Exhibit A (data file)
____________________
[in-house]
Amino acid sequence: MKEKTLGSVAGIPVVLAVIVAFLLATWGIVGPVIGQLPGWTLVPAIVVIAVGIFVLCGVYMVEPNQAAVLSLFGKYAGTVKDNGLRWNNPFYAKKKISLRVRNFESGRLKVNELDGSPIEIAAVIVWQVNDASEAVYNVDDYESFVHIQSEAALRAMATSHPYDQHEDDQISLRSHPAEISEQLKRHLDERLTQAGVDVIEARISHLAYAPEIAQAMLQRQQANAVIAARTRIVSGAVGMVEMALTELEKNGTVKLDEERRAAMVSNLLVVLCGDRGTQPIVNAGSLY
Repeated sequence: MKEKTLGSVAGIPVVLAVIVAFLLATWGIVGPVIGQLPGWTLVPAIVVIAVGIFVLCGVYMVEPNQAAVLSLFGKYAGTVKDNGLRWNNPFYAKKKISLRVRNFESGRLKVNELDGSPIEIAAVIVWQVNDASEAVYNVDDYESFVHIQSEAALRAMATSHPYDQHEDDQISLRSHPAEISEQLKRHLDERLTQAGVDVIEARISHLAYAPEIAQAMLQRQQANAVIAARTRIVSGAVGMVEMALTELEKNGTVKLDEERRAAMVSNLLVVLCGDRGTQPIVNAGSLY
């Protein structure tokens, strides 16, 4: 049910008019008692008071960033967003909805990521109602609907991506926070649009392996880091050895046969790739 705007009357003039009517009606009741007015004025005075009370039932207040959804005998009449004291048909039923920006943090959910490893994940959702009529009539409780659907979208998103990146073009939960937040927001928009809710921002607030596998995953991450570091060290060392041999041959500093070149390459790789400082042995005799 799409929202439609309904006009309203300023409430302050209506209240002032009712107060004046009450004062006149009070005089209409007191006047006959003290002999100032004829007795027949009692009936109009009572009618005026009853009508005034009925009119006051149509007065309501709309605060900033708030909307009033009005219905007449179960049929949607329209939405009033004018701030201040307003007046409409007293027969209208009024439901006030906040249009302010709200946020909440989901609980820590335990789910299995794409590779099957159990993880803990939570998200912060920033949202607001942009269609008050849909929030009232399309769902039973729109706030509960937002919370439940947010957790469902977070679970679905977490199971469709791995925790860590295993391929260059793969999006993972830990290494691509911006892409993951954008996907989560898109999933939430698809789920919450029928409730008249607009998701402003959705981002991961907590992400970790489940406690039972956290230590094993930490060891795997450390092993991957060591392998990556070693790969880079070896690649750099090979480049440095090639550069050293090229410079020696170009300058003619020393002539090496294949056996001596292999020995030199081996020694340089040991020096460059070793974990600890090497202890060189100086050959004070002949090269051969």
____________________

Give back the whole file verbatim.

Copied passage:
[in-house]
Amino acid sequence: MKEKTLGSVAGIPVVLAVIVAFLLATWGIVGPVIGQLPGWTLVPAIVVIAVGIFVLCGVYMVEPNQAAVLSLFGKYAGTVKDNGLRWNNPFYAKKKISLRVRNFESGRLKVNELDGSPIEIAAVIVWQVNDASEAVYNVDDYESFVHIQSEAALRAMATSHPYDQHEDDQISLRSHPAEISEQLKRHLDERLTQAGVDVIEARISHLAYAPEIAQAMLQRQQANAVIAARTRIVSGAVGMVEMALTELEKNGTVKLDEERRAAMVSNLLVVLCGDRGTQPIVNAGSLY
Repeated sequence: MKEKTLGSVAGIPVVLAVIVAFLLATWGIVGPVIGQLPGWTLVPAIVVIAVGIFVLCGVYMVEPNQAAVLSLFGKYAGTVKDNGLRWNNPFYAKKKISLRVRNFESGRLKVNELDGSPIEIAAVIVWQVNDASEAVYNVDDYESFVHIQSEAALRAMATSHPYDQHEDDQISLRSHPAEISEQLKRHLDERLTQAGVDVIEARISHLAYAPEIAQAMLQRQQANAVIAARTRIVSGAVGMVEMALTELEKNGTVKLDEERRAAMVSNLLVVLCGDRGTQPIVNAGSLY
């Protein structure tokens, strides 16, 4: 049910008019008692008071960033967003909805990521109602609907991506926070649009392996880091050895046969790739 705007009357003039009517009606009741007015004025005075009370039932207040959804005998009449004291048909039923920006943090959910490893994940959702009529009539409780659907979208998103990146073009939960937040927001928009809710921002607030596998995953991450570091060290060392041999041959500093070149390459790789400082042995005799 799409929202439609309904006009309203300023409430302050209506209240002032009712107060004046009450004062006149009070005089209409007191006047006959003290002999100032004829007795027949009692009936109009009572009618005026009853009508005034009925009119006051149509007065309501709309605060900033708030909307009033009005219905007449179960049929949607329209939405009033004018701030201040307003007046409409007293027969209208009024439901006030906040249009302010709200946020909440989901609980820590335990789910299995794409590779099957159990993880803990939570998200912060920033949202607001942009269609008050849909929030009232399309769902039973729109706030509960937002919370439940947010957790469902977070679970679905977490199971469709791995925790860590295993391929260059793969999006993972830990290494691509911006892409993951954008996907989560898109999933939430698809789920919450029928409730008249607009998701402003959705981002991961907590992400970790489940406690039972956290230590094993930490060891795997450390092993991957060591392998990556070693790969880079070896690649750099090979480049440095090639550069050293090229410079020696170009300058003619020393002539090496294949056996001596292999020995030199081996020694340089040991020096460059070793974990600890090497202890060189100086050959004070002949090269051969």